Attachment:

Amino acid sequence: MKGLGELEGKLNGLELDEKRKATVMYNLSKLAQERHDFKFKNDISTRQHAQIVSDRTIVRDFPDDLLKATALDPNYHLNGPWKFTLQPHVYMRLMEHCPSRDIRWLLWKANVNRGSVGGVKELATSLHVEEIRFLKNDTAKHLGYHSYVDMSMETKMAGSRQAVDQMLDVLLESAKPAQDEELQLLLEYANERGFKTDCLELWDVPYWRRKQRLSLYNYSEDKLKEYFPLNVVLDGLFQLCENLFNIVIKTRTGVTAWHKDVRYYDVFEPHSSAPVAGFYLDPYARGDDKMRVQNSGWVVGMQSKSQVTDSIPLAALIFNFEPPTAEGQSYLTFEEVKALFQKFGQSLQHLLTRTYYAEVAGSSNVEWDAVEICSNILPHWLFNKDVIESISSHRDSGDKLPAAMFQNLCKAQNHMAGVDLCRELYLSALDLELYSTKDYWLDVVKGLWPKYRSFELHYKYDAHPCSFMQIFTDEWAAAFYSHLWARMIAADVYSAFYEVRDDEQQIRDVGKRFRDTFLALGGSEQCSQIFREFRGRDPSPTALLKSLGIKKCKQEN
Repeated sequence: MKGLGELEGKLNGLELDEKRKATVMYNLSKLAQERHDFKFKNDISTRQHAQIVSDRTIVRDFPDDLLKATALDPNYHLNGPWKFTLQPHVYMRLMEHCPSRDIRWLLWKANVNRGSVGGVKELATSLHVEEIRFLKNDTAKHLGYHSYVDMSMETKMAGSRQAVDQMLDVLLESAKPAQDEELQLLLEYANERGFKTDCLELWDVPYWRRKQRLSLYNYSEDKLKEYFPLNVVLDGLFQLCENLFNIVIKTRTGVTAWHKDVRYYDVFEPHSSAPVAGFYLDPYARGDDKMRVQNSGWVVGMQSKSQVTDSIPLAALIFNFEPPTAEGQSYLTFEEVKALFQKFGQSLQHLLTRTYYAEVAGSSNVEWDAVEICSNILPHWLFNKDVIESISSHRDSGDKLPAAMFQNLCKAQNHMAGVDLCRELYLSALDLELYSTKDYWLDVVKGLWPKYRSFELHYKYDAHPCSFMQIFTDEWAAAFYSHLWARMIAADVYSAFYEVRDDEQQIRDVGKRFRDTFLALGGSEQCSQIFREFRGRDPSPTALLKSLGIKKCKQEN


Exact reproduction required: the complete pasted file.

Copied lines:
Amino acid sequence: MKGLGELEGKLNGLELDEKRKATVMYNLSKLAQERHDFKFKNDISTRQHAQIVSDRTIVRDFPDDLLKATALDPNYHLNGPWKFTLQPHVYMRLMEHCPSRDIRWLLWKANVNRGSVGGVKELATSLHVEEIRFLKNDTAKHLGYHSYVDMSMETKMAGSRQAVDQMLDVLLESAKPAQDEELQLLLEYANERGFKTDCLELWDVPYWRRKQRLSLYNYSEDKLKEYFPLNVVLDGLFQLCENLFNIVIKTRTGVTAWHKDVRYYDVFEPHSSAPVAGFYLDPYARGDDKMRVQNSGWVVGMQSKSQVTDSIPLAALIFNFEPPTAEGQSYLTFEEVKALFQKFGQSLQHLLTRTYYAEVAGSSNVEWDAVEICSNILPHWLFNKDVIESISSHRDSGDKLPAAMFQNLCKAQNHMAGVDLCRELYLSALDLELYSTKDYWLDVVKGLWPKYRSFELHYKYDAHPCSFMQIFTDEWAAAFYSHLWARMIAADVYSAFYEVRDDEQQIRDVGKRFRDTFLALGGSEQCSQIFREFRGRDPSPTALLKSLGIKKCKQEN
Repeated sequence: MKGLGELEGKLNGLELDEKRKATVMYNLSKLAQERHDFKFKNDISTRQHAQIVSDRTIVRDFPDDLLKATALDPNYHLNGPWKFTLQPHVYMRLMEHCPSRDIRWLLWKANVNRGSVGGVKELATSLHVEEIRFLKNDTAKHLGYHSYVDMSMETKMAGSRQAVDQMLDVLLESAKPAQDEELQLLLEYANERGFKTDCLELWDVPYWRRKQRLSLYNYSEDKLKEYFPLNVVLDGLFQLCENLFNIVIKTRTGVTAWHKDVRYYDVFEPHSSAPVAGFYLDPYARGDDKMRVQNSGWVVGMQSKSQVTDSIPLAALIFNFEPPTAEGQSYLTFEEVKALFQKFGQSLQHLLTRTYYAEVAGSSNVEWDAVEICSNILPHWLFNKDVIESISSHRDSGDKLPAAMFQNLCKAQNHMAGVDLCRELYLSALDLELYSTKDYWLDVVKGLWPKYRSFELHYKYDAHPCSFMQIFTDEWAAAFYSHLWARMIAADVYSAFYEVRDDEQQIRDVGKRFRDTFLALGGSEQCSQIFREFRGRDPSPTALLKSLGIKKCKQEN